He developed the film, and, he says, in one photo "...was the extraordinary effect of water just impacting the surface of the water in the ceramic bowl." Immediately, he had a Zen moment-that single drop of water represented the entire rainy season. At the same time, it reminded him of Thelonious Monk's composition,"Think of One."
It seems appropriate that Monk and Zen are linked as inspiration for this CD. Zen philosophy stresses intuition over the traditional, a concept which can be applied to Monk's unique compositions. Zen also stresses meditation and self contemplation, and, for anyone who has seen Monk play, these qualities fit perfectly.
With the temple experience in mind, Monk Music's Trio plays 13 selections here from Monk's canon and admirably succeeds in putting its stamp on the jazz giant's work. The album is eminently listenable for, not only Monk fans, but for jazz listeners in general.
Besides drummer Bernstein, the group features Si Perkoff on piano and Sam Bevan on bass. According to the CD notes, Perkoff began his career in the ‘60s. He has played with the likes of Art Pepper and Buddy Collete, as well as teaching jazz piano.
Bernstein began his career in the ‘50s and has appeared in a variety of settings from blues to rock to jazz. Bevan is a comparative newcomer, having come to the jazz scene in the ‘90s.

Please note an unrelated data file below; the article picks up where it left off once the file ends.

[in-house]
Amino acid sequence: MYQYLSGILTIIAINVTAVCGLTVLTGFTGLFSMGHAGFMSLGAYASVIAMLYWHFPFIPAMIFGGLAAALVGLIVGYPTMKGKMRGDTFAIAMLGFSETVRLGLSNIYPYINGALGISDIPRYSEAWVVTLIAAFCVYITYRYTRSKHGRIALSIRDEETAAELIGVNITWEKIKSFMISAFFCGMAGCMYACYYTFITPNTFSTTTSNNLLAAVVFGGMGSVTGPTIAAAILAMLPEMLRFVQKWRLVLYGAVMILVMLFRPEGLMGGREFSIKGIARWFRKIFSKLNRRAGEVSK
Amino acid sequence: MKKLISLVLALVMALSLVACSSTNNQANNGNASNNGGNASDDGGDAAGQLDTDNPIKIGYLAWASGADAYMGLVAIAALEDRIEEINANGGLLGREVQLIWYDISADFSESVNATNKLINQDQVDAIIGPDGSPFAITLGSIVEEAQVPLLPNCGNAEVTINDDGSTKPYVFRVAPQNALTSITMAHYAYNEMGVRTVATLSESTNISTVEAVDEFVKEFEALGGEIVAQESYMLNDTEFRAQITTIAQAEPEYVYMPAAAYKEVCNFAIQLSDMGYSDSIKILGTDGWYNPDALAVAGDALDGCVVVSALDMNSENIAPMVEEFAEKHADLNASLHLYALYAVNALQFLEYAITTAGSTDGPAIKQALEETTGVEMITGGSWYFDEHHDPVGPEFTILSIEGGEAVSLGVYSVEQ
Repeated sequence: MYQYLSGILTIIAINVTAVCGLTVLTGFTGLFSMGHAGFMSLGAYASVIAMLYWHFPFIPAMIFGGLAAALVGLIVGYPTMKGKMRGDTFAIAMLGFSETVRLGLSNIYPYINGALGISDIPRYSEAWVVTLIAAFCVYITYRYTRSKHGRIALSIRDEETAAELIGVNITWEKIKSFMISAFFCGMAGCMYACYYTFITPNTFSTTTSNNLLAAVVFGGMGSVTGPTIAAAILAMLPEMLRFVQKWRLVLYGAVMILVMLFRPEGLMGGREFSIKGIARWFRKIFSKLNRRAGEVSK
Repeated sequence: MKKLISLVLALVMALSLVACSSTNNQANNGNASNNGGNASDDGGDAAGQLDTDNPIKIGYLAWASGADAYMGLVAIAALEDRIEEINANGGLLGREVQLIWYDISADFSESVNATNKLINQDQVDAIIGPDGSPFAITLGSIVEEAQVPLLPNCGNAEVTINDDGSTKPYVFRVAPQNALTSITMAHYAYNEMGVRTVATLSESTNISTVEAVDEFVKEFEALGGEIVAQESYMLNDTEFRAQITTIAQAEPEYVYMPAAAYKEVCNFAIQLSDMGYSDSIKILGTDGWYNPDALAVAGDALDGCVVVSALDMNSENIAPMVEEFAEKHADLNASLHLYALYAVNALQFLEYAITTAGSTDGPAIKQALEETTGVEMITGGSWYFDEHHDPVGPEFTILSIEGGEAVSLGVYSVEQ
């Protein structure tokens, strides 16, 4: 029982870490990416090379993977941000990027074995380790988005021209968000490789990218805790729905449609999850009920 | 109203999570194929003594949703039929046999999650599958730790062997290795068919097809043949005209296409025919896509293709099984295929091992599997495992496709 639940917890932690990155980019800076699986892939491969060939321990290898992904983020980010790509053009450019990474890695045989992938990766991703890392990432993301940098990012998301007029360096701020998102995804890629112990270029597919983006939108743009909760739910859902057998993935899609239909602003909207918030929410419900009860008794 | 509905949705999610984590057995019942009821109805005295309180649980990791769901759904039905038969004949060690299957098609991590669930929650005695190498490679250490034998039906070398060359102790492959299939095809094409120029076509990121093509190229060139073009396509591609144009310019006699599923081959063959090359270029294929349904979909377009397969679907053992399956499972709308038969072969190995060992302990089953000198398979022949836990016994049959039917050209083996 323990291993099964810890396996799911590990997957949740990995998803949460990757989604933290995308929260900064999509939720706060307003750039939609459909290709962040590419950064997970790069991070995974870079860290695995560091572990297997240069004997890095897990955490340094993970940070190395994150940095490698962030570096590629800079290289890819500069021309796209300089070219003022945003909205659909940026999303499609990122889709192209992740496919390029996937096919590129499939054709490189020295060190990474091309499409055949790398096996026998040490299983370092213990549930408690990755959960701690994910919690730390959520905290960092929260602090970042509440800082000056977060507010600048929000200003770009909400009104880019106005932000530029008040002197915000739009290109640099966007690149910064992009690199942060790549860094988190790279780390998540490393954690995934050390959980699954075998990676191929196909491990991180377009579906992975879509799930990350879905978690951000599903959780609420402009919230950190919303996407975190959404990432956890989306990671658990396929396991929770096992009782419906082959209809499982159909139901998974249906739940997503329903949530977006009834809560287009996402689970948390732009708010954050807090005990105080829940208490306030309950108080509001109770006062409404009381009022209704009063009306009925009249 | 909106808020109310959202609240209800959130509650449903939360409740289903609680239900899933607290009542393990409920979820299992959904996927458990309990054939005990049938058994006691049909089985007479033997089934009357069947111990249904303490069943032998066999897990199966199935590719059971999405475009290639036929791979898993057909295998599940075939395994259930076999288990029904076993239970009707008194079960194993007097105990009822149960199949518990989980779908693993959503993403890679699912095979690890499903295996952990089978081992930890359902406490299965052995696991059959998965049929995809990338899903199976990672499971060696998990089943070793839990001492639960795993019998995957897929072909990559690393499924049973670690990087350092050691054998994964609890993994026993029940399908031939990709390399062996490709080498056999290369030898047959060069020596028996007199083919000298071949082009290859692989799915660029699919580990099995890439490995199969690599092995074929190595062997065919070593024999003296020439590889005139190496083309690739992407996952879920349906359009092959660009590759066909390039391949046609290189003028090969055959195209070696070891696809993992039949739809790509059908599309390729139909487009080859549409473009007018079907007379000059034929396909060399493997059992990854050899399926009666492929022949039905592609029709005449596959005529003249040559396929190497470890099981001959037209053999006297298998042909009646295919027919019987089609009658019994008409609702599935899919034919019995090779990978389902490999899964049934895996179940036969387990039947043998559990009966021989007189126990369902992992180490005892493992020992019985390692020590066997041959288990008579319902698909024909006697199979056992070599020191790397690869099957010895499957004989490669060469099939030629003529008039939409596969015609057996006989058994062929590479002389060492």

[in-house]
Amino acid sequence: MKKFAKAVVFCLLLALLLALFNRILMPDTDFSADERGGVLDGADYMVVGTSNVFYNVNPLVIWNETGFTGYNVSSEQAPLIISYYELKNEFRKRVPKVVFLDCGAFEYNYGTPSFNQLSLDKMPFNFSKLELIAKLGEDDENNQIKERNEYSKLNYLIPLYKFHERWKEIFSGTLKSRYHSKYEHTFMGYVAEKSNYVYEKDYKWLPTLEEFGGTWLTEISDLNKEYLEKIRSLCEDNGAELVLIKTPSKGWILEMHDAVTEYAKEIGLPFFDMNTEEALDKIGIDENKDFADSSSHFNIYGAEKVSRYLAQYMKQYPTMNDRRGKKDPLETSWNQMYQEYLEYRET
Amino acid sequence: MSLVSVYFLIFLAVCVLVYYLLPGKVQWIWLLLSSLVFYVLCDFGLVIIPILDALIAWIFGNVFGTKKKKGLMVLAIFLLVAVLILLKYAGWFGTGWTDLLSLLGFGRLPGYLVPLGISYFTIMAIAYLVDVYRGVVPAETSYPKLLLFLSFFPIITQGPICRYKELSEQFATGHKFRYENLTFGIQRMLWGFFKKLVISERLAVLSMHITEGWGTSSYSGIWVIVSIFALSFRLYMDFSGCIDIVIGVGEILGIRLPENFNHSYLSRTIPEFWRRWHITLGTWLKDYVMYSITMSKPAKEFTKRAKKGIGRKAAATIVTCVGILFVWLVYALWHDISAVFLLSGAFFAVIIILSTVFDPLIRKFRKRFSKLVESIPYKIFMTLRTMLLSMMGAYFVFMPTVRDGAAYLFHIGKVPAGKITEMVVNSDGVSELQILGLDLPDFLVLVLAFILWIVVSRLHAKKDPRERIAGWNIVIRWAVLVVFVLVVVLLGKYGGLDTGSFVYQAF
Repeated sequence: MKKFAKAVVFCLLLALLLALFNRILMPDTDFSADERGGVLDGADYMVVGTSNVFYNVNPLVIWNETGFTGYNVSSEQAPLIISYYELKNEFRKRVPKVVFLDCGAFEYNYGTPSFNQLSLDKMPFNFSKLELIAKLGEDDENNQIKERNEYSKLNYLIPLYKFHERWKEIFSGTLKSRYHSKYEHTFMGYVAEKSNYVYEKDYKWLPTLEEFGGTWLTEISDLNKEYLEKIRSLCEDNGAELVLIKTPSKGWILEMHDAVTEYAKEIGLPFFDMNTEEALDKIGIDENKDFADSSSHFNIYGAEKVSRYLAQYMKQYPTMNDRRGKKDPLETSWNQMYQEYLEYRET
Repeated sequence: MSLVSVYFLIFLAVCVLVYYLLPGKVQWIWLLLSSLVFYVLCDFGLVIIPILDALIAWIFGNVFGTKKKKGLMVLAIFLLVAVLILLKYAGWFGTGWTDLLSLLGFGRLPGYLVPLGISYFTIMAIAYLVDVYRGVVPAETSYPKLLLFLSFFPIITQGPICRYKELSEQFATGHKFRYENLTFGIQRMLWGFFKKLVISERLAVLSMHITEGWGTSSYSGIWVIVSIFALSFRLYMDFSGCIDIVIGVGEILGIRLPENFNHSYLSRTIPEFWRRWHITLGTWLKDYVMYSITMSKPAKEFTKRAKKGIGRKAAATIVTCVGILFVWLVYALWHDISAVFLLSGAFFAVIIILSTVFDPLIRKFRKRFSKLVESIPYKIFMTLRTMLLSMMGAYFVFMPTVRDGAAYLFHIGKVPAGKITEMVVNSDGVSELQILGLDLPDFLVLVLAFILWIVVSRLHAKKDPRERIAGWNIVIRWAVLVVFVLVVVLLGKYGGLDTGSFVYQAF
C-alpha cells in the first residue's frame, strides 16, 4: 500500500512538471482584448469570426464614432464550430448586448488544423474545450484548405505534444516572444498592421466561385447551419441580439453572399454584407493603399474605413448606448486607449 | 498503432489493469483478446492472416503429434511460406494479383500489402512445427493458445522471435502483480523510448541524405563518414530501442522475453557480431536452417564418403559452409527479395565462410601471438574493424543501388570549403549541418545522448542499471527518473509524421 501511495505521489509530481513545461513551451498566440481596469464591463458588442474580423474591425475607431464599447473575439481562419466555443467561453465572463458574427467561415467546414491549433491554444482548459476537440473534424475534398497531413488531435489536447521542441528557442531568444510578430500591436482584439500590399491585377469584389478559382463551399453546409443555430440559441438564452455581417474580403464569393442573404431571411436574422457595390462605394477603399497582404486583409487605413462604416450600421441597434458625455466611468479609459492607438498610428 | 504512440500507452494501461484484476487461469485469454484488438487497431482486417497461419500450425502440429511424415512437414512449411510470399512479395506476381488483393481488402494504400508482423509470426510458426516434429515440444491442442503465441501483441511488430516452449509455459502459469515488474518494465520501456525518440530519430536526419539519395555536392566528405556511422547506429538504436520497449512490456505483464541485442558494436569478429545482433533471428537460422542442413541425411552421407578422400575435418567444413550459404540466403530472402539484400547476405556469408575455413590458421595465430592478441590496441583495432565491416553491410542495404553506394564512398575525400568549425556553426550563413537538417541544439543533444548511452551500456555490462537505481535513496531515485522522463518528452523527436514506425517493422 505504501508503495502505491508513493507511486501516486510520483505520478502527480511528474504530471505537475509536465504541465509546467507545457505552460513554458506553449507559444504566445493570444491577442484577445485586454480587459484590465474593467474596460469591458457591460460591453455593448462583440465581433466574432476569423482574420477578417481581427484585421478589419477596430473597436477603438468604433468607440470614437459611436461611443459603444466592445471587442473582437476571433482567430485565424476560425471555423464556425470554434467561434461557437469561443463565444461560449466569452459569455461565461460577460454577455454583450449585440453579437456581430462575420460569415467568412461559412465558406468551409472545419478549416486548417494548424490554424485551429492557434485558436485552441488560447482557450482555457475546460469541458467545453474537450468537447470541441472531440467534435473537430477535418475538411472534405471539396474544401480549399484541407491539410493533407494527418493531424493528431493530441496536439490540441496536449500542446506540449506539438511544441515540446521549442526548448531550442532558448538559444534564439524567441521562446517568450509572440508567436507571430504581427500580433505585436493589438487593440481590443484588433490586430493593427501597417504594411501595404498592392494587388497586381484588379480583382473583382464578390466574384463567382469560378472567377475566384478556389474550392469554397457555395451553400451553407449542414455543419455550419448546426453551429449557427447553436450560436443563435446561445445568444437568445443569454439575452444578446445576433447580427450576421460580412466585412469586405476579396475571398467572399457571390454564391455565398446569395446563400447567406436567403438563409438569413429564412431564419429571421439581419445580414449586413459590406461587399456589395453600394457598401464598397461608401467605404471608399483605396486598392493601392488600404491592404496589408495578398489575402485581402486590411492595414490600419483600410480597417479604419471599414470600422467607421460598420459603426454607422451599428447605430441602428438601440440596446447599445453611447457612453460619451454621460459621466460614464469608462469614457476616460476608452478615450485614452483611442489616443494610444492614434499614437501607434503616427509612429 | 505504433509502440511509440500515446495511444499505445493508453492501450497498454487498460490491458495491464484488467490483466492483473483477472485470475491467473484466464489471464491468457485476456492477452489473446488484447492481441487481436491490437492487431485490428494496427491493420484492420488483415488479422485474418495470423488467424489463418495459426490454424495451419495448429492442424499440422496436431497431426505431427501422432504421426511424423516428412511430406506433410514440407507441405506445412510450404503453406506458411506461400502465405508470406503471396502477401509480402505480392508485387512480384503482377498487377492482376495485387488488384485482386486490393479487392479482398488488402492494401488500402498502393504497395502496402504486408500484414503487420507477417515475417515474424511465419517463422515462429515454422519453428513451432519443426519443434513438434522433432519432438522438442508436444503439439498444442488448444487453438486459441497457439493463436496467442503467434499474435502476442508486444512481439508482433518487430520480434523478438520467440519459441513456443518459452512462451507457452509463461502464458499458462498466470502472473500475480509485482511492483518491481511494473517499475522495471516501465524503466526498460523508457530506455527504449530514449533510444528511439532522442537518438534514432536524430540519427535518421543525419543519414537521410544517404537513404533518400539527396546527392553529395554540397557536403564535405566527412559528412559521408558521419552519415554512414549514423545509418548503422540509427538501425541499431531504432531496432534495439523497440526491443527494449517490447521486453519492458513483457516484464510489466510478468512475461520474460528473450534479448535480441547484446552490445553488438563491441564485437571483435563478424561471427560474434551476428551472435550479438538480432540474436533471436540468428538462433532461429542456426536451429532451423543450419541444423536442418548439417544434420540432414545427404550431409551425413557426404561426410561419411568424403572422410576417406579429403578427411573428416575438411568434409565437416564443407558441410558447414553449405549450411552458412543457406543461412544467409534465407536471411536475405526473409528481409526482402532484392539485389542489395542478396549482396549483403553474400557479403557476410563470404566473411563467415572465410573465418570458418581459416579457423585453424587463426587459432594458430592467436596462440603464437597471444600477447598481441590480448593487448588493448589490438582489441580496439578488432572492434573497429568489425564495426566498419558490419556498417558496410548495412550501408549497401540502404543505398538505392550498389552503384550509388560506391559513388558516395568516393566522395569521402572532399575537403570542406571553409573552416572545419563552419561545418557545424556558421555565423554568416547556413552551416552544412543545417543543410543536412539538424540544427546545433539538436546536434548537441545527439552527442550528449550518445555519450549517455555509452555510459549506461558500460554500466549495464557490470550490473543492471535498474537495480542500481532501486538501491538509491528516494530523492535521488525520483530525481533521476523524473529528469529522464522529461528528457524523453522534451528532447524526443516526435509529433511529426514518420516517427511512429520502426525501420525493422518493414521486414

Particularly notable about the CD is the chance to hear seldom-recorded Monk tunes, such as "San Francisco Holiday," "Coming on the Hudson" and "Stuffy Turkey," along with often-heard classics, including "Brilliant Corners," Pannonica" and "Rhythm-a-ning."
Pianist Perkoff, who lists Monk and Bud Powell as influences, doesn't do imitation Monk but puts his own signature on the numbers. Monk's style is often described as angular or dissonant, containing abrupt starts and stops. Perkoff plays more fluently in a boppish style. But, as in "Rhythm-a-ning," just when you think he is settling into a "Monk Lite" groove, he inserts a flourish of jagged chords.
Drummer Bernstein and bassist Bevan admirably anchor the group. Bevan contributes with tasty bass solos, particularly with his "hum-along" turn on the title track. Bernstein, as is his wont, is subdued but forceful. Hear him artlessly trade fours in "Misterioso." It's almost a Zen experience.